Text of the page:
Sometimes you think that the situation you’re setting up is painfully obvious and impossible to screw up. I could present my players with an open window to enter through, and they’d end up blowing up the building instead. It’s a common theme in most DnD games where players will throw endless curve balls at the DM, but I’d like to tell you about a more recent example of their… “creativity.”
One of my players has chosen to be a thief, but more of a Robin Hood figure than some common criminal. Sure, that sounds great. Recently he found that some rich folks were throwing a party on the top floor of a manor. Guards wouldn’t allow him upstairs because they’re good at their jobs. Denied access, he decided to scout around to see if there was a point of ingress. “You see a man in a suit, visibly drunk, stumble his way down the stairs from the fancy party, and into a room that says ‘gentlemen’ on it,” I said. “He is roughly your same build and almost looks identical to you, except he’s got a cool mustache,” I continued on, hoping to see some Hitman styled shenanigans.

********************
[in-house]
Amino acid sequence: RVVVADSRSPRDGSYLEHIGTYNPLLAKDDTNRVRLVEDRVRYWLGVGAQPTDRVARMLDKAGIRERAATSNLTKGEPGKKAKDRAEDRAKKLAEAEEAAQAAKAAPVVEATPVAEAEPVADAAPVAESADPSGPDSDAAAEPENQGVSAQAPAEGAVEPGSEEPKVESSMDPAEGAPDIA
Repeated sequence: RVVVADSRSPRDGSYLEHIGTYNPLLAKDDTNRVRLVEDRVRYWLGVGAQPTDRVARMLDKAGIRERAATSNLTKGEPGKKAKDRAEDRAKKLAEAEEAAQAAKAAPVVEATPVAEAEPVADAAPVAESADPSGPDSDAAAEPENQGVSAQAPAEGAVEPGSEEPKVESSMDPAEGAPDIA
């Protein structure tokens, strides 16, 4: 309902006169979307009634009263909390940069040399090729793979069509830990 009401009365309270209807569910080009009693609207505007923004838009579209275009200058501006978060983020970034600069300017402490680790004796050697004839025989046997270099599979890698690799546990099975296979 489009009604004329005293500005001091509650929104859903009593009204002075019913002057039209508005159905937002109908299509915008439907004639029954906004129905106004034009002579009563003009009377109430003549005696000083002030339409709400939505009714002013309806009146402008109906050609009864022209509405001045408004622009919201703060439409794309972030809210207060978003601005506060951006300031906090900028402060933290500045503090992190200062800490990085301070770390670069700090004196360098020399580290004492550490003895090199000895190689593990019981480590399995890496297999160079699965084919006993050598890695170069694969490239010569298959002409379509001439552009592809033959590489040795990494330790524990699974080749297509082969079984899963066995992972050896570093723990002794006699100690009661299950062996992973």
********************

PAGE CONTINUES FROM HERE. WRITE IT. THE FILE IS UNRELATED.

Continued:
Before I go on, I’m not trying to dictate what my players do. I just like putting these opportunities in front of them in case they found themselves stumped.
“I’m going to head into the bathroom,” he said. Great, this is gonna happen, I can’t wait to see how this goes. “I’m going to get into the stall next to him,” he continued on. Okay, not what I was expecting, but yeah, this could work. What happened next will bewilder me till my last gasping breath.
He decided to fashion a fishing hook out of string (just the string, no actual hook), and try to fish something out of the man’s pocket. The dice rolled, and like the pro fisherman he apparently is, he snatched up a pocket watch out of this pooping man’s pants. “Not sure how that helps you get into the party upstairs, but okay,” I said, remembering that he was supposed to be this altruistic thief.
Then he just left.
He skulked his way into the kitchen where a dumbwaiter was, and used that to get upstairs, where he got into even more nonsense. Things involving beating up a chef, stealing HIS clothes, and talking to a character who is now apparently a big shot in my world, about plot points I haven’t written.
My player might be the biggest moron in the world, or some mega-genius who is thinking 10 steps ahead of me at all times. I really don’t know anymore. The moral of the story is that if you’re going to be a DM, learn how to improvise.